Q&A with Night Must Fall’s Niamh McGrady and Will Featherstone

Niamh McGrady and Will Featherstone took some time out of the Night Must Fall launch to chat with us about the play and why they love telling stories.

What attracted you to Night Must Fall?

Niamh: I find the character [Olivia] very intriguing and challenging and she kind of scares me. And for some reason I’ve got this weird thing where I have to do things that really scare me. It’s a really interesting play and, for me personally, I haven’t done theatre in a million years. I have been craving something that will really stretch me so this just had “challenge” written all over it.

Will: It’s a really, really intriguing play – in a seemingly serene world walks this seemingly kind of psychopathic, angry young man but, the more you read it, the more you realise actually it is much cleverer than that. Something has happened in this young man’s life to make him really, really angry but it’s completely covered with a front that is so smooth-talking, so charming. In short it’s a fascinatingly complex psychological study of a man, written in 1935, that is every bit as resonant now and I am really interested in looking at the play more to see why Emlyn Williams wrote that. He’s written an incredibly modern character.  It’s a really fun part to play, I think, because of what’s motoring him within versus that charming exterior, and the relationship you have with the audience with that.

Have you performed in a thriller before?NMF LEAFLET image-page001.jpg

Niamh: I’ve been working on The Fall but I think TV is such a different beast.

Will: It’s not something I’ve done a lot of. I once did a production of Motortown by Simon Stephens which was again charged by another angry but different young man coming back from war. This is a new challenge.

How do you like to prepare before rehearsals begin?

Will: I think we’re going to have to get it up on its feet very early because there are so many questions to answer. With that in mind, and with being in front of the audience in three weeks, I am going to try and be as familiar with it as possible. I can think about it a lot beforehand and I can certainly try and get as many lines in as possible so, after one or two rehearsals of each scene, hopefully it’s stuck.

What do you like most about live theatre?

Will: For me it’s a genuine sense of communion with people and sharing something. A lot of the jobs I’ve done have been at places like The Globe where you are really, really with people and the audience is completely cherished in that relationship. I think it is really important that we share things, especially shows like this that have a really modern sense about them and a disaffected youth and the sense of anger that can come from that. And the sense that you make people behave badly if you completely treat them like another. It seems that that’s what Dan’s struggling with – he’s been treated like another all his life and that’s when his anger comes out. I think there are a lot of people in this country who feel they have been completely unheard, that they do not have a voice and that leads to people behaving really badly. I think it is really amazing to be able to share stories like that with people, potentially in venues where they relate to that.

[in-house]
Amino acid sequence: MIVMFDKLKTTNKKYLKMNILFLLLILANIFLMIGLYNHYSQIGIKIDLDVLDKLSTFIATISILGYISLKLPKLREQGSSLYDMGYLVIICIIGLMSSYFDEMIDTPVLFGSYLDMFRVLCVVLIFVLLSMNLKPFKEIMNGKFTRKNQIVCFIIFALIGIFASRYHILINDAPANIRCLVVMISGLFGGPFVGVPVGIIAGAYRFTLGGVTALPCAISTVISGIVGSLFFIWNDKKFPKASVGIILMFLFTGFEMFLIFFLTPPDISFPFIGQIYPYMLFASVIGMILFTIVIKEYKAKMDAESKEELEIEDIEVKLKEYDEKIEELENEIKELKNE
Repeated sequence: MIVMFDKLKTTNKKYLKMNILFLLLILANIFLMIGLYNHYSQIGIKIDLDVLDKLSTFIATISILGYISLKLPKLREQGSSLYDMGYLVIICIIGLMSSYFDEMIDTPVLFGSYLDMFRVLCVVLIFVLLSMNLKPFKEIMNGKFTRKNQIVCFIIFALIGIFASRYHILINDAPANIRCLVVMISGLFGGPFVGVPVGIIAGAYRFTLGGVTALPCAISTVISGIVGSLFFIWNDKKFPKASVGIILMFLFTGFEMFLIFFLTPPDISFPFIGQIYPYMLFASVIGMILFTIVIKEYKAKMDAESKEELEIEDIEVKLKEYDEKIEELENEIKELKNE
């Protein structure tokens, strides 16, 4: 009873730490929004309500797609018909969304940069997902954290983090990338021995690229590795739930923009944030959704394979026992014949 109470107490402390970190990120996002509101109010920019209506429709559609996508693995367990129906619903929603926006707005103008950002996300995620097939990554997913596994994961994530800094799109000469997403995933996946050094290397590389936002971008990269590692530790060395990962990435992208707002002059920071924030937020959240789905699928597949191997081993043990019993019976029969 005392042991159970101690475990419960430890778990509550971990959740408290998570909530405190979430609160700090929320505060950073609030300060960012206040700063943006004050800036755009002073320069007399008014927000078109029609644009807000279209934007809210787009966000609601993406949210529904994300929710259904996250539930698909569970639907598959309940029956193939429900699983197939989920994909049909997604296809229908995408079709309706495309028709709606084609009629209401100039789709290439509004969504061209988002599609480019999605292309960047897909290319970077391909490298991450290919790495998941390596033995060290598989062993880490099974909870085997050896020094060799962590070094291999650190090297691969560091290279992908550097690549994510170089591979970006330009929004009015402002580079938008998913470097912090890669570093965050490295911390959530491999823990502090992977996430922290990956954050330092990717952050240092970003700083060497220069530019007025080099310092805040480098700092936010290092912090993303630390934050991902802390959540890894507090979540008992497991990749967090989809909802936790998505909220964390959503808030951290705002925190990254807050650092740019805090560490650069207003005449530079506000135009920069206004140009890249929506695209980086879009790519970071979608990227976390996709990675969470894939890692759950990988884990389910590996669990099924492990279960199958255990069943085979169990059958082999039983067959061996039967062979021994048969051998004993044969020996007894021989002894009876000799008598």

Niamh: It’s much more immediate. It’s live, it’s visceral; certainly for me the thrill of theatre is playing a whole journey from start to finish in one go. Because with TV you get out two or three lines then “Cut!” So what happens in your brain is you start to fragment everything into this beat, this beat, this beat… you don’t get to go through the whole emotion ever because ultimately an editor sticks all that together. So this is my challenge. Olivia’s a really complicated character but the joy of it is playing through the whole range of emotions from start to finish. That’s the thrill of theatre.

Will: You’re absolutely right. The idea of getting to the end of the night and telling a story; your involvement in those beats and being really present is something to be celebrated.

Niamh: That’s why we all do it – to tell stories and connect with people.

Night Must Fall rehearsals begin on Monday 25 July and it runs at Salisbury Playhouse from 6 to 24 September 2016 ahead of a national tour. Night Must Fall is a Salisbury Playhouse and Original Theatre Company production in association with Eastbourne Theatres.


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